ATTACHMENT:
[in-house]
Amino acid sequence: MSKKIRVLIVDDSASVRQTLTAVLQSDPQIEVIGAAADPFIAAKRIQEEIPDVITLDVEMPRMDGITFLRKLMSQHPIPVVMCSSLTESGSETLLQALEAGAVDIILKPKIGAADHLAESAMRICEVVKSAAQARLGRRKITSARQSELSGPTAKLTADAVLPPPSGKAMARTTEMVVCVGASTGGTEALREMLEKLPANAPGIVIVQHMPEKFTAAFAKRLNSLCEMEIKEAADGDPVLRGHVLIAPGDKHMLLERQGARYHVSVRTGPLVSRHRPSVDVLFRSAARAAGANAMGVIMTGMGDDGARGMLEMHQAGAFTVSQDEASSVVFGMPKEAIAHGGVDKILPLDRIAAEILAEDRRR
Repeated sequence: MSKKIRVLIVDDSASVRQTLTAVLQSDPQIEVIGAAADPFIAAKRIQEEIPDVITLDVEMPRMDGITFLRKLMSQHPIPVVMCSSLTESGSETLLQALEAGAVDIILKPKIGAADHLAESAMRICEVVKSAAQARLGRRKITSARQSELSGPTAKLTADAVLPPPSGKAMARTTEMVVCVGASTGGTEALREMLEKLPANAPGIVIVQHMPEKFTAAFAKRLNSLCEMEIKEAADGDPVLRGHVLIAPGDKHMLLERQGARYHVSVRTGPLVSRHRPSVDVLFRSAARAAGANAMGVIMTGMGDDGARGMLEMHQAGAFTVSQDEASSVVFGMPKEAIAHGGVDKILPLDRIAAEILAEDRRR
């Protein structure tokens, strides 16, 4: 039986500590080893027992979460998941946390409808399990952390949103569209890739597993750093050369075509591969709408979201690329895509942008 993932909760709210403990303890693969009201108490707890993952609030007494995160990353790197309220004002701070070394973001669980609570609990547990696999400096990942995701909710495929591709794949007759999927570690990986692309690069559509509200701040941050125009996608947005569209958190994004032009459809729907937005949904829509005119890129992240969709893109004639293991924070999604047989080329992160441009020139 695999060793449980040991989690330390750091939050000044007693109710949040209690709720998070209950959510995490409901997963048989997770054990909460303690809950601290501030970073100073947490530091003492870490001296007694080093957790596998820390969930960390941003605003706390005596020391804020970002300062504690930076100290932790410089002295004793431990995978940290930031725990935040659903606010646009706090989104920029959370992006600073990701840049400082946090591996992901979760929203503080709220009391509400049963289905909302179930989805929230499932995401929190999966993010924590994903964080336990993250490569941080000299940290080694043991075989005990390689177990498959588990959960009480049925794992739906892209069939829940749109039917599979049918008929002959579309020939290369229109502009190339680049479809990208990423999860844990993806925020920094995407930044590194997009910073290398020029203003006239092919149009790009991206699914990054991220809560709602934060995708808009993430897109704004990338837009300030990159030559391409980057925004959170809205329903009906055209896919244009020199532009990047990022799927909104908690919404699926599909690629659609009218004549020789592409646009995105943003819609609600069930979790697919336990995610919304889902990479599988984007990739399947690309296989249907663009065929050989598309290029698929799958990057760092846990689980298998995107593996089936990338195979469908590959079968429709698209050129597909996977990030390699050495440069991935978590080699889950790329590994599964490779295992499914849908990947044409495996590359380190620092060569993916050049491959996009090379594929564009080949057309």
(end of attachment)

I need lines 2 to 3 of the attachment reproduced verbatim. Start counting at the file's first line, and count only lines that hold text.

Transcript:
Amino acid sequence: MSKKIRVLIVDDSASVRQTLTAVLQSDPQIEVIGAAADPFIAAKRIQEEIPDVITLDVEMPRMDGITFLRKLMSQHPIPVVMCSSLTESGSETLLQALEAGAVDIILKPKIGAADHLAESAMRICEVVKSAAQARLGRRKITSARQSELSGPTAKLTADAVLPPPSGKAMARTTEMVVCVGASTGGTEALREMLEKLPANAPGIVIVQHMPEKFTAAFAKRLNSLCEMEIKEAADGDPVLRGHVLIAPGDKHMLLERQGARYHVSVRTGPLVSRHRPSVDVLFRSAARAAGANAMGVIMTGMGDDGARGMLEMHQAGAFTVSQDEASSVVFGMPKEAIAHGGVDKILPLDRIAAEILAEDRRR
Repeated sequence: MSKKIRVLIVDDSASVRQTLTAVLQSDPQIEVIGAAADPFIAAKRIQEEIPDVITLDVEMPRMDGITFLRKLMSQHPIPVVMCSSLTESGSETLLQALEAGAVDIILKPKIGAADHLAESAMRICEVVKSAAQARLGRRKITSARQSELSGPTAKLTADAVLPPPSGKAMARTTEMVVCVGASTGGTEALREMLEKLPANAPGIVIVQHMPEKFTAAFAKRLNSLCEMEIKEAADGDPVLRGHVLIAPGDKHMLLERQGARYHVSVRTGPLVSRHRPSVDVLFRSAARAAGANAMGVIMTGMGDDGARGMLEMHQAGAFTVSQDEASSVVFGMPKEAIAHGGVDKILPLDRIAAEILAEDRRR